By Steve Roberts, Wisconsin National Guard Anti-terrorism coordinator
When the Army announced August as “Anti-terrorism Awareness Month” I wanted to help identify what I could do to help illustrate that the threat remains real and there are procedures we can do to help protect ourselves. The purpose of having an ‘awareness month’ is to increase antiterrorism awareness for all service members, civilians and family members and to prevent and protect the Army community and critical resources from acts of terrorism.
Terrorism remains an enduring, persistent, worldwide threat to our nation, National Guard units, and communities. The anti-terrorism program is the defensive element in the fight against terrorist tactics. Our provost marshal office recently published a threat assessment that identified likely criminal and terrorist threat actions, and what we can do to protect ourselves.
You may be thinking “So what can I do to help protect the nation from terrorists?” That’s a great question. There are many things you can do, and may already be doing, to keep us safe.
Specifically, you can report suspicious activity. You may have heard of the Department of Homeland Security’s “If You See Something, Say Something” campaign. This is a way you really can make a difference.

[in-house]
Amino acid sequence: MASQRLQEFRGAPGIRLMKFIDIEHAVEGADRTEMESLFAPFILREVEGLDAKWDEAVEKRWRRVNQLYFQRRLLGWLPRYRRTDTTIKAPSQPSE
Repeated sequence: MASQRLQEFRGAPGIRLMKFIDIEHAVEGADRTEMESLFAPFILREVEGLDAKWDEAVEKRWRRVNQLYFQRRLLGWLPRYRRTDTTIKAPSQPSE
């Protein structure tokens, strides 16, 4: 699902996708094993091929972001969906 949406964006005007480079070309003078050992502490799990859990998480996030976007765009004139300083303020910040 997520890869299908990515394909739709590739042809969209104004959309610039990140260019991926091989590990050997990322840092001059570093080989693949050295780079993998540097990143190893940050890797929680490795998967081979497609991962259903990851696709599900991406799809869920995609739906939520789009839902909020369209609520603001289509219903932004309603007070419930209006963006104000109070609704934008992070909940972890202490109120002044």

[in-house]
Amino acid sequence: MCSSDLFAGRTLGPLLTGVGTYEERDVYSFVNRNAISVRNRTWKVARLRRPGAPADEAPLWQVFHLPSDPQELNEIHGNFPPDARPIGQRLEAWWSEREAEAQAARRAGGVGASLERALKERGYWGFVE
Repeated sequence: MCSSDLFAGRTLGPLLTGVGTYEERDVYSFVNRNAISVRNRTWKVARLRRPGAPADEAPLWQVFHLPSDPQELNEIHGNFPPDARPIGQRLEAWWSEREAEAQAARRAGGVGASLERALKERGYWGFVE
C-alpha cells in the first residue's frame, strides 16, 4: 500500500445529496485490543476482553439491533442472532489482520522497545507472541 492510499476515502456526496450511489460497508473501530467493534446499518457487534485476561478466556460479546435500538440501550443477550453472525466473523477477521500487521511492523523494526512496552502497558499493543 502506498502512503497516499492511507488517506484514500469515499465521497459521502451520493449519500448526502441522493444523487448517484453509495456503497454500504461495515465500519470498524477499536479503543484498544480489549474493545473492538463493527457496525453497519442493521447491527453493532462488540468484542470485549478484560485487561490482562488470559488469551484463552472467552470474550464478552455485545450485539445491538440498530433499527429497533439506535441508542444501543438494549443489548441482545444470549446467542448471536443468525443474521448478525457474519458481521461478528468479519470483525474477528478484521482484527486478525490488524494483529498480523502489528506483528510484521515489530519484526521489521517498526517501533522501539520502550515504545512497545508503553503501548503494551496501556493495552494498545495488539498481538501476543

The Wisconsin Fusion Centers have instituted WiWATCH (http://www.wiwatch.org) to provide a portal to educate the public and provide a means to report suspicious activity.
One thing that makes the National Guard so great is that we have service members, families, and civilian employees in communities throughout the state. We all observe things throughout the day, whether at our civilian jobs, during military duty, on vacation, or just driving around town.
As always, if you see obvious criminal activity or an emergency you should call 911.
But if you see behavior that could potentially indicate the planning or rehearsing of terrorism or other criminal activity, you can report using the WiWatch link above or by calling 1.877.949.2824 (877.WiWATCH).
Examples of reportable behaviors and activities include purchases of unusual amounts of items that could be used for criminal activity, such as large quantities of disposable cell phones; or observing someone asking questions at a level beyond mere curiosity about a facility or a building’s purpose, operations, or security procedures.
I think if we can get the word out about ‘See Something, Say Something” it may become as ingrained into our culture as the “Loose Lips Sink Ships” operations security campaign did during World War II. If we can help explain more about the use of the WiWatch link, please give us a call.